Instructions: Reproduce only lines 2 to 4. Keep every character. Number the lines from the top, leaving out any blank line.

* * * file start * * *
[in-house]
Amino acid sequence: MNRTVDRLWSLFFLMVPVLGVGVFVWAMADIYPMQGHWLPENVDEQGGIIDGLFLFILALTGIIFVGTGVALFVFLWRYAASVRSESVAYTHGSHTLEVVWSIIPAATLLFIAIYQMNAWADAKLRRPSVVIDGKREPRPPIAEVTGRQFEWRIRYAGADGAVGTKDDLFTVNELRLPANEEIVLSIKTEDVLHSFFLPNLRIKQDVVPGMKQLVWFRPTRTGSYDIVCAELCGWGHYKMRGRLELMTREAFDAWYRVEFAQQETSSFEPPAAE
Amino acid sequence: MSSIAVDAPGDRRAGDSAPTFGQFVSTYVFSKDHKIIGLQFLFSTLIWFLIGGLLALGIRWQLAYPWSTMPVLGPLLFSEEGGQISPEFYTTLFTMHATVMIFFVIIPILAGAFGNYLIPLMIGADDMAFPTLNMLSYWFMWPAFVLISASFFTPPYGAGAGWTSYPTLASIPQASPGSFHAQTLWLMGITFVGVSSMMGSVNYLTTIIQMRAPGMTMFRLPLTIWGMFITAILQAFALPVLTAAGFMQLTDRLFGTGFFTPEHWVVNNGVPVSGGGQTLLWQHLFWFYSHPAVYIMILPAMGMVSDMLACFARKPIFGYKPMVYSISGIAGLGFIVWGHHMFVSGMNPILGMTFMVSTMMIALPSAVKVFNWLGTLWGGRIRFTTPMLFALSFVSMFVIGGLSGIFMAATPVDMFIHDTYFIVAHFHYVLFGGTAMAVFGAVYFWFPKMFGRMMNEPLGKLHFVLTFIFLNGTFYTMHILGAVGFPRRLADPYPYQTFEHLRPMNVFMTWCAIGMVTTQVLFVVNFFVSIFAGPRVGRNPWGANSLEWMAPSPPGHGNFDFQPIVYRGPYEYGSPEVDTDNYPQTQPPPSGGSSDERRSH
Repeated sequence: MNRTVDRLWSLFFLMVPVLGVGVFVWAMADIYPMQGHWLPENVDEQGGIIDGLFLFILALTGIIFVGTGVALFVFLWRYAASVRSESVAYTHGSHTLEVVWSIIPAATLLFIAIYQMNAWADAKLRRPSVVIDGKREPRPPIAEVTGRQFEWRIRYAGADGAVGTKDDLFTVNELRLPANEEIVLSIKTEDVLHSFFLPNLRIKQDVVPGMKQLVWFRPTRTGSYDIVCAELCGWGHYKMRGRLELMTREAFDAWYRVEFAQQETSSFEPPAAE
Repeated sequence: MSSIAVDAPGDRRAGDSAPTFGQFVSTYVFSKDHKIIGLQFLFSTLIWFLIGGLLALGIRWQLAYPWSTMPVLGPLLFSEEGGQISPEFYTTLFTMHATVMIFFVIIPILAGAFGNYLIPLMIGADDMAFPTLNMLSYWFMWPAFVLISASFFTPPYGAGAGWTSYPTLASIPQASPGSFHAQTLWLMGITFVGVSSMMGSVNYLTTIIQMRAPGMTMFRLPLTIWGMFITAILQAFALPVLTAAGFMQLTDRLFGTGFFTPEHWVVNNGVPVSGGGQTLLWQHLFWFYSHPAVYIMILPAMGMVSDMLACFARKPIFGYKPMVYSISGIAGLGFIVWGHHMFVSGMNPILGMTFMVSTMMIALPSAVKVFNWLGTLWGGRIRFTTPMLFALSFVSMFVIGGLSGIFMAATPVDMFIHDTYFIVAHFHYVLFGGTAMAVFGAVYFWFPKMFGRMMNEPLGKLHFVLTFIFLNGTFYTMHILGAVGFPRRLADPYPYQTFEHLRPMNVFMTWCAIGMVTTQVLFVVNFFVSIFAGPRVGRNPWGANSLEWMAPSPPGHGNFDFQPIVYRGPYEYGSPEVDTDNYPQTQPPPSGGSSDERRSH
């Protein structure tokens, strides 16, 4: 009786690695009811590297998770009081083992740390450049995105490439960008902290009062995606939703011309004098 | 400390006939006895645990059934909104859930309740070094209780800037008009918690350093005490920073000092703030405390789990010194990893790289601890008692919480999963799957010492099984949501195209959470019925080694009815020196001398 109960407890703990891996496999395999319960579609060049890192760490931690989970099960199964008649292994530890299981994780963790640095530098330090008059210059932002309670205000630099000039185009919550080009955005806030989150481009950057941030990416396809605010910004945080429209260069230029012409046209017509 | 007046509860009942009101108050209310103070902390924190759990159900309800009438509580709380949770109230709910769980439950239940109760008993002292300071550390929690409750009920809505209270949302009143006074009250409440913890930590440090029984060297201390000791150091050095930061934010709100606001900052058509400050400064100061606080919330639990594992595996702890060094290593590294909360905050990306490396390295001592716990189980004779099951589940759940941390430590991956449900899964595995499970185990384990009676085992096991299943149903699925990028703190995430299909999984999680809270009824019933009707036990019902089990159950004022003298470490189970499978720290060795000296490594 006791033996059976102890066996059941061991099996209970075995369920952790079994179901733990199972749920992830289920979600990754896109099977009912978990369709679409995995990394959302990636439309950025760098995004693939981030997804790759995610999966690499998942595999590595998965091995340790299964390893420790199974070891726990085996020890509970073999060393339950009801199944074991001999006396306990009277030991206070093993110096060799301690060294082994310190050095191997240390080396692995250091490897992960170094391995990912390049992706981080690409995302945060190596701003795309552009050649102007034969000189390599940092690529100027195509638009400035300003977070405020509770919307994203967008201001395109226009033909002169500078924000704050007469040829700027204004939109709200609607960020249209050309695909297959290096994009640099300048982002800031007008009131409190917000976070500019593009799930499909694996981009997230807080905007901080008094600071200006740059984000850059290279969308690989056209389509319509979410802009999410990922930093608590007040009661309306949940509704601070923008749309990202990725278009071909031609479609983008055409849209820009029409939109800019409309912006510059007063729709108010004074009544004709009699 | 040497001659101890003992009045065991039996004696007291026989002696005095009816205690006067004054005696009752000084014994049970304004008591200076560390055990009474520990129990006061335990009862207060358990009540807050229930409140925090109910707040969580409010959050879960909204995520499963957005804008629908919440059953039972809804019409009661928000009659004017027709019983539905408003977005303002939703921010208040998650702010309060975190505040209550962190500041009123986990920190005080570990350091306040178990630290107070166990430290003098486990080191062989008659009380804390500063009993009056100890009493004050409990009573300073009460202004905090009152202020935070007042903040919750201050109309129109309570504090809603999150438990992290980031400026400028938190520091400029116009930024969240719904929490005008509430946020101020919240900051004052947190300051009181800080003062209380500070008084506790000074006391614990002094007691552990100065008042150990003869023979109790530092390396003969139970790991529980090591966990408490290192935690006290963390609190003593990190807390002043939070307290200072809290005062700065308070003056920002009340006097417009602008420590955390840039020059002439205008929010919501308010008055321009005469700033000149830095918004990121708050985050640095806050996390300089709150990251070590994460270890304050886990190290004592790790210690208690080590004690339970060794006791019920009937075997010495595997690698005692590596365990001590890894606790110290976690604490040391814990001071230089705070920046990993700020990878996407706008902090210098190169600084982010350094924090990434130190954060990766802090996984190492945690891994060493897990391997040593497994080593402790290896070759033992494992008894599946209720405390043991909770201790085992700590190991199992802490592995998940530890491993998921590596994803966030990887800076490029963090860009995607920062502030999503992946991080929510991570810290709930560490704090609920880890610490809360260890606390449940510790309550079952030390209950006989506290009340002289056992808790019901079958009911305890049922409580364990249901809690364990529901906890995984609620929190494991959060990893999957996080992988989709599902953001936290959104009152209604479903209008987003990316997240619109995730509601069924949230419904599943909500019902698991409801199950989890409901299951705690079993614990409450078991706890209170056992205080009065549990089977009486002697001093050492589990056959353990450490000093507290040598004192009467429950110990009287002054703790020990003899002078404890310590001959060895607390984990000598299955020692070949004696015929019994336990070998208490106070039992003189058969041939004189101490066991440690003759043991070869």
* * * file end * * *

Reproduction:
Amino acid sequence: MNRTVDRLWSLFFLMVPVLGVGVFVWAMADIYPMQGHWLPENVDEQGGIIDGLFLFILALTGIIFVGTGVALFVFLWRYAASVRSESVAYTHGSHTLEVVWSIIPAATLLFIAIYQMNAWADAKLRRPSVVIDGKREPRPPIAEVTGRQFEWRIRYAGADGAVGTKDDLFTVNELRLPANEEIVLSIKTEDVLHSFFLPNLRIKQDVVPGMKQLVWFRPTRTGSYDIVCAELCGWGHYKMRGRLELMTREAFDAWYRVEFAQQETSSFEPPAAE
Amino acid sequence: MSSIAVDAPGDRRAGDSAPTFGQFVSTYVFSKDHKIIGLQFLFSTLIWFLIGGLLALGIRWQLAYPWSTMPVLGPLLFSEEGGQISPEFYTTLFTMHATVMIFFVIIPILAGAFGNYLIPLMIGADDMAFPTLNMLSYWFMWPAFVLISASFFTPPYGAGAGWTSYPTLASIPQASPGSFHAQTLWLMGITFVGVSSMMGSVNYLTTIIQMRAPGMTMFRLPLTIWGMFITAILQAFALPVLTAAGFMQLTDRLFGTGFFTPEHWVVNNGVPVSGGGQTLLWQHLFWFYSHPAVYIMILPAMGMVSDMLACFARKPIFGYKPMVYSISGIAGLGFIVWGHHMFVSGMNPILGMTFMVSTMMIALPSAVKVFNWLGTLWGGRIRFTTPMLFALSFVSMFVIGGLSGIFMAATPVDMFIHDTYFIVAHFHYVLFGGTAMAVFGAVYFWFPKMFGRMMNEPLGKLHFVLTFIFLNGTFYTMHILGAVGFPRRLADPYPYQTFEHLRPMNVFMTWCAIGMVTTQVLFVVNFFVSIFAGPRVGRNPWGANSLEWMAPSPPGHGNFDFQPIVYRGPYEYGSPEVDTDNYPQTQPPPSGGSSDERRSH
Repeated sequence: MNRTVDRLWSLFFLMVPVLGVGVFVWAMADIYPMQGHWLPENVDEQGGIIDGLFLFILALTGIIFVGTGVALFVFLWRYAASVRSESVAYTHGSHTLEVVWSIIPAATLLFIAIYQMNAWADAKLRRPSVVIDGKREPRPPIAEVTGRQFEWRIRYAGADGAVGTKDDLFTVNELRLPANEEIVLSIKTEDVLHSFFLPNLRIKQDVVPGMKQLVWFRPTRTGSYDIVCAELCGWGHYKMRGRLELMTREAFDAWYRVEFAQQETSSFEPPAAE